Hospital plans groundbreaking
Ground will be broken for a new Louisville Physician's Health Clinic next week at front of hospital
By Ben Roberts
The next phase of renovation for Jefferson Hospital will be a facelift.
On Monday, April 11, construction will begin on a new 10,000-square foot addition to be built at the front of the hospital where the traffic circle and lobby entrance are currently located.
The new addition will house Physicians' Health Group's Rural Health Clinic as well as a new lobby, gift shop, administrative offices and a conference room.
The hospital's entrance will be updated as well with a drive-through canopy to match the entrance to the new ER, which opened in February.
Directly off the new clinic waiting room, the addition will also house the pharmacy assistance program which helps provide free prescription drugs to medically needy patients.
"Upon entering the new building, patients or visitors will have the choice to enter either the hospital proper or the clinic," said Jefferson Hospital Director Rita Culvern.
Culvern says construction on the new wing should be completed by mid-December of this year.
All patient and visitor traffic will be routed to the rear entrance of the hospital via the new ER until the project's completion.
Patients and visitors should park in the ER and south parking lots.
Culvern noted the construction, while inconvenient, was a necessary step in continuing to improve Jefferson Hospital for its users.
"We're sorry for any inconvenience this project may cause any of our patients, but we know the community joins with us in celebrating the growth of our community hospital," she said. "We appreciate the support of each of our citizens and look forward to completing yet another upgrade to our healthcare services."
Round up expected to put more than 50 in jail
Fourteen arrests have already been made
By Ben Roberts
Drug trafficking in Jefferson County has taken a hit in the last month as local law enforcement began a roundup they hope will put over 50 known dealers out of work.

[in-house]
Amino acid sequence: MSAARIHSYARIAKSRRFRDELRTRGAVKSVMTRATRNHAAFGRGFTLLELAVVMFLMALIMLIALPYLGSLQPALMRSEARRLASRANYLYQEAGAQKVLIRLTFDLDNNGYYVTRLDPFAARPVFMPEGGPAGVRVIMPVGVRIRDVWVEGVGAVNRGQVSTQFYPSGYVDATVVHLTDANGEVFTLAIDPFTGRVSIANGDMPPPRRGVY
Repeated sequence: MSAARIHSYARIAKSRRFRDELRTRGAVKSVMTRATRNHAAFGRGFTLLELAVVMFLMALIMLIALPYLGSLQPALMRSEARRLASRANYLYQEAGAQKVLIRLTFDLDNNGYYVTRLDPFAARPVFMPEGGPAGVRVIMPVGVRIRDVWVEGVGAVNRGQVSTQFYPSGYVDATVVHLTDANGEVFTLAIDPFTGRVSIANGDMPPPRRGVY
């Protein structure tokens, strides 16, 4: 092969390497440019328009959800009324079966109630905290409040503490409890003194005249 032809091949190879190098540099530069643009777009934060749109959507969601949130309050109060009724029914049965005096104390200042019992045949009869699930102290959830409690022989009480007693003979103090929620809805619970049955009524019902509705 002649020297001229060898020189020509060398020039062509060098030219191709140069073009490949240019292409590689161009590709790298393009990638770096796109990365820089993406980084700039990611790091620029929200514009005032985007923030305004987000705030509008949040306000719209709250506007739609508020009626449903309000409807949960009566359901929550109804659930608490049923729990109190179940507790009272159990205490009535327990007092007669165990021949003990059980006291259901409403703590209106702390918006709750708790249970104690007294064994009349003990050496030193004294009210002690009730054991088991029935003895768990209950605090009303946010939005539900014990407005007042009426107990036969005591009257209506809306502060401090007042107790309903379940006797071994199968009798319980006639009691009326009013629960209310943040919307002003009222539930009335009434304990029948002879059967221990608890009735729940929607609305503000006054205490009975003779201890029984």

Investigator Clark Hiebert, of the Jefferson County Sheriff's Office (JCSO), said deputies, along with officers from the Louisville Police Department and the State Probation Office in Jefferson County, began serving warrants in the Louisville area in mid-March. Of the 20 warrants issued, 14 of those wanted men had been arrested as of Tuesday, April 5.
Hiebert said he's pretty sure the six remaining individuals are aware they're being sought. The JCSO is offering a monetary reward for information leading to the location and arrest of those six men. They are: Eric Lewis, Greg Whitfield Jr., Keon Brown, Twane Hollaway, Joe Lewis Gibbons Jr. and James B. Carr.
While he didn't want to be too specific, Hiebert said he has at least 30 more warrants to serve in the near future in the areas of Wadley, Wrens and Bartow.
According to Hiebert, this operation began about two years ago, with a number of undercover operatives who bought drugs from suspected and known dealers in the county. As he pointed out, a number of them should be out of business for quite some time.
"Some of these individuals had numerous buys. I expect there'll be some probation and parole revocations because of these new arrests, as well as some folks not being able to make bond," said Hiebert. "A number of them will be off the streets for a while and some are going to prison.
"Sheriff (Gary) Hutchins has always pushed for drug enforcement. Drug use is the original reason for a lot of other crimes like robberies and shootings. If you can slow down the drugs, then you slow down those other crimes."
Although Hiebert did not have total figures for the amount of drugs, cash or property seized during the arrests, he said it was important to note that no taxpayer funds are used during the undercover drug buys. He said the entire operation from cash used to make the buys to paying undercover agents comes from monies seized during drug arrests or the sale seized property.
The fourteen individuals arrested so far are listed here with their age and charges: Andre Dixon, 32, three counts of aggravated assault, one count reckless driving, one count interference with government property, one county fleeing or attempting to elude an officer, one count disobedience of a traffic signal, one count obstruction of a law-enforcement officer, one count DUI refusal, one count theft by receiving stolen property and one count possession of drugs with intent to distribute; Christopher Jackson, 26, one count possession of drugs with intent to distribute; Isaac Thompson, 28, one count possession of drugs with intent to distribute; Ben Young Jr., 19, one count possession of drugs with intent to distribute; Lavelton Smith, 28, one count possession of drugs with intent to distribute; Sylvester Woods, 24, one count possession of drugs with intent to distribute; Spencer Burton, 25, one count possession of drugs with intent to distribute; Alejandro Bennett, 30, possession of drugs with intent to distribute; Phillip Cunningham, 20, one count driving on a suspended license; Reco Cooper, 19, one count possession of drugs with intent to distribute; Bruce Baker Jr., 28, one count possession of drugs with intent to distribute; Ronnie Fields, 30, one count possession of drugs with intent to distribute; Cardarro Floyd, 18, one count possession of drugs with intent to distribute; Michael Brown, 37, one county possession of drugs with intent to distribute.